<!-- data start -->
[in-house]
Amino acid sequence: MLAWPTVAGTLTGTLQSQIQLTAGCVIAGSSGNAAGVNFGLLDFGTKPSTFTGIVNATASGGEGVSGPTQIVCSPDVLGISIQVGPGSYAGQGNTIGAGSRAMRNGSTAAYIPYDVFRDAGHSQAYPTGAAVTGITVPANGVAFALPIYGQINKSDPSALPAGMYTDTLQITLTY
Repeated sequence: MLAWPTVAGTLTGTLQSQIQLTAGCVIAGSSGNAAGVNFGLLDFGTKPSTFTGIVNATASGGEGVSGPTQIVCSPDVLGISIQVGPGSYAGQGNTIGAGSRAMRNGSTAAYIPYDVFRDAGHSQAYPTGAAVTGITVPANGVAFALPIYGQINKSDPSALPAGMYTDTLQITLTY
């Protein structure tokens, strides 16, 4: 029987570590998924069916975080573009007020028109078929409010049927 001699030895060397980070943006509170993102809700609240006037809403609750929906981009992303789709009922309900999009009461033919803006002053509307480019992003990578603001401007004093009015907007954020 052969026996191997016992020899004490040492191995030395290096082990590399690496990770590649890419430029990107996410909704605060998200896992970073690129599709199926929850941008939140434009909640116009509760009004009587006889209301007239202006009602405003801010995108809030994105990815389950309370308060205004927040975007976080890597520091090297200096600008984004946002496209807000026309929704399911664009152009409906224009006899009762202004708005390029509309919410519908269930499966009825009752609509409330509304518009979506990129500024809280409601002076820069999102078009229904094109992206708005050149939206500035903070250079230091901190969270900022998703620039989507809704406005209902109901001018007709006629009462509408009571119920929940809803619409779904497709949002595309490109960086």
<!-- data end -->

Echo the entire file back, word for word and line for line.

[in-house]
Amino acid sequence: MLAWPTVAGTLTGTLQSQIQLTAGCVIAGSSGNAAGVNFGLLDFGTKPSTFTGIVNATASGGEGVSGPTQIVCSPDVLGISIQVGPGSYAGQGNTIGAGSRAMRNGSTAAYIPYDVFRDAGHSQAYPTGAAVTGITVPANGVAFALPIYGQINKSDPSALPAGMYTDTLQITLTY
Repeated sequence: MLAWPTVAGTLTGTLQSQIQLTAGCVIAGSSGNAAGVNFGLLDFGTKPSTFTGIVNATASGGEGVSGPTQIVCSPDVLGISIQVGPGSYAGQGNTIGAGSRAMRNGSTAAYIPYDVFRDAGHSQAYPTGAAVTGITVPANGVAFALPIYGQINKSDPSALPAGMYTDTLQITLTY
């Protein structure tokens, strides 16, 4: 029987570590998924069916975080573009007020028109078929409010049927 001699030895060397980070943006509170993102809700609240006037809403609750929906981009992303789709009922309900999009009461033919803006002053509307480019992003990578603001401007004093009015907007954020 052969026996191997016992020899004490040492191995030395290096082990590399690496990770590649890419430029990107996410909704605060998200896992970073690129599709199926929850941008939140434009909640116009509760009004009587006889209301007239202006009602405003801010995108809030994105990815389950309370308060205004927040975007976080890597520091090297200096600008984004946002496209807000026309929704399911664009152009409906224009006899009762202004708005390029509309919410519908269930499966009825009752609509409330509304518009979506990129500024809280409601002076820069999102078009229904094109992206708005050149939206500035903070250079230091901190969270900022998703620039989507809704406005209902109901001018007709006629009462509408009571119920929940809803619409779904497709949002595309490109960086």